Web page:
Triathletes participate in a grueling endurance sport - in the Olympic version, it means swimming about 1 mile, bicycling 40 miles and then running 6.2 miles. Those in the Ironman version get even more extreme, a 2.4 mile swim, 112 mile bike race and then running a full marathon, 26.2 miles.
Clearly, in both training and competition, they regularly push their bodies beyond the limits most of us can endure. There is no doubt that triathletes are tougher than most people, the mystery is why.
19 triathletes and 17 non-athletes participated in a recent study. The triathletes were people who trained for and competed in at least two triathlons per year — including in some cases the notoriously challenging Ironman. The non-athletes were people who did non-competitive exercises, like jogging, swimming, or aerobics classes.
All the participants were put through a battery of psychophysical pain tests, involving the application of a heating device to one arm and the submersion of the other arm in a cold-water bath. They also filled out questionnaires about their attitudes toward pain.
Is it mind over matter?
In the tests, the triathletes identified pain just as well as non-athletes, but they perceived it as less intense and were able to withstand it longer. The researchers explain that detecting pain is a relatively straightforward sensory experience, whereas evaluating pain and being willing and able to endure it involves attitude, motivation, and life experience. The triathletes reported fearing and worrying less about pain, which may help explain their higher tolerance, the researchers say.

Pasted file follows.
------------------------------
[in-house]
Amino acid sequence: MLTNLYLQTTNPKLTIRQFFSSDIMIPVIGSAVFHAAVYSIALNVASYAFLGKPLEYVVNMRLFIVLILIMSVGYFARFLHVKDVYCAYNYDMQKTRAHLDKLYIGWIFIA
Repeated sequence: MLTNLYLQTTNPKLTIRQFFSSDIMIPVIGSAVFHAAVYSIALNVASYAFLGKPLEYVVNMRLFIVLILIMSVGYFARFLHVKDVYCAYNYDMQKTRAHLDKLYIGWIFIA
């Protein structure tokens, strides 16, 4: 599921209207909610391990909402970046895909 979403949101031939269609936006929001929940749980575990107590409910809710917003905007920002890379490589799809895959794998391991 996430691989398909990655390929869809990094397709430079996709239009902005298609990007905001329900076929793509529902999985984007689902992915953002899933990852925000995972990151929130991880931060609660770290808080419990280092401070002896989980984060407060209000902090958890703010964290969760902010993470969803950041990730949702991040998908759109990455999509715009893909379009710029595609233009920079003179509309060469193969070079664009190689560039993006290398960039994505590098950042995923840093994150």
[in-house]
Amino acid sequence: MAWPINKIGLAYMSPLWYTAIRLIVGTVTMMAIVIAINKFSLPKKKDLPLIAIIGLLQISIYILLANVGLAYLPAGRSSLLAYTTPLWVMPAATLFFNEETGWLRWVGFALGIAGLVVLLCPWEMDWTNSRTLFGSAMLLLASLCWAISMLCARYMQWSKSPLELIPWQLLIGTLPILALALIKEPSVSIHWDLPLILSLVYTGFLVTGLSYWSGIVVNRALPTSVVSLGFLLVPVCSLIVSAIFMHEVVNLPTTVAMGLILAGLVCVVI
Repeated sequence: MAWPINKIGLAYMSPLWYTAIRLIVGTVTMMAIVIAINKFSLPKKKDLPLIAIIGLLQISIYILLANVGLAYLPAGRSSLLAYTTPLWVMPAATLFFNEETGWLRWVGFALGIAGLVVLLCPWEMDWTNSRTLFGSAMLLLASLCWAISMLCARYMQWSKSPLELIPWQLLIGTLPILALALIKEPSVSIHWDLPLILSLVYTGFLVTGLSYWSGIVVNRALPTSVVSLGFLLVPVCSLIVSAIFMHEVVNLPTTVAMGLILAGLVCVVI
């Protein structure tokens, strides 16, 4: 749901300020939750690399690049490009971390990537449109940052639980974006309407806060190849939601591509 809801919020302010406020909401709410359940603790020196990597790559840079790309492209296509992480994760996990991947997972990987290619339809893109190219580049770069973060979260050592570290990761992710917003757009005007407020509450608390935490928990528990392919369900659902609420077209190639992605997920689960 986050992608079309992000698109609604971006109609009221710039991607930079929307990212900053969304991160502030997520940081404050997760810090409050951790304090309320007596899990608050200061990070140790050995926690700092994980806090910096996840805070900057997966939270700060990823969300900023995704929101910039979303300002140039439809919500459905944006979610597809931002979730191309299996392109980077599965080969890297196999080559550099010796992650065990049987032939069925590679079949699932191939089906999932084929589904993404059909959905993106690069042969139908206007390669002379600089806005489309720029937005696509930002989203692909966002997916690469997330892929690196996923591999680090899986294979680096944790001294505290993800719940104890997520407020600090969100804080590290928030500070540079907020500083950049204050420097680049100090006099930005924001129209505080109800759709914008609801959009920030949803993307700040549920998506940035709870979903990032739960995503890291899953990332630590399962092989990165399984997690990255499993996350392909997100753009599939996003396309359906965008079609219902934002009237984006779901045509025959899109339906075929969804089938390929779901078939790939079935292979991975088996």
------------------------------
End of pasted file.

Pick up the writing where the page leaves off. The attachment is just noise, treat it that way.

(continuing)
The triathletes also showed a better ability to inhibit pain than non-athletes, as measured by conditioned pain modulation – the degree to which the body eases one pain in response to another. The researchers say psychology may be a factor here too. The triathletes with less fear of pain tended to exhibit better pain regulation. Previous studies have similarly found that psychological manipulation can affect pain perception. Triathletes exhibited higher pain tolerance (P<.0001), lower pain ratings (P<.001), and lower fear of pain values (P<.05) than controls. The magnitude of CPM was significantly greater in triathletes (P<.05), and negatively correlated with fear of pain (P<.05) and with perceived mental stress during training and competition (P<.05).
"In our study, triathletes rated pain lower in intensity, tolerated it longer, and inhibited it better than individuals in a control group," says
Prof. Ruth Defrin
of Tel Aviv University. "We think both physiological and psychological factors underlie these differences and help explain how triathletes are able to perform at such a high level."
The chicken or the egg?
Another explanation for triathletes' lower pain ratings, higher pain tolerance, and better pain regulation is that they have taught their bodies to respond powerfully to painful stimuli through their intense training. The TAU researchers say their study – along with existing literature – suggests that psychology and physiology together enable triathletes to do what they do.
"It is very difficult to separate physiology and psychology," says Defrin. "But in general, experience is the sum of these factors."
The researchers plan to do further research to determine whether triathletes participate in their sport because they feel less pain or feel less pain because they participate in their sport. If it turns out that intense training in fact helps reduce and regulate pain, it could be used to treat people with chronic pain. Like triathletes, chronic pain patients suffer daily, but their pain is out of their control and has the opposite effect, weakening rather than strengthening pain inhibition.
Citation: Geva N, Defrin R., Enhanced pain modulation among triathletes: A possible explanation for their exceptional capabilities, Pain August 2013 doi:10.1016/j.pain.2013.06.031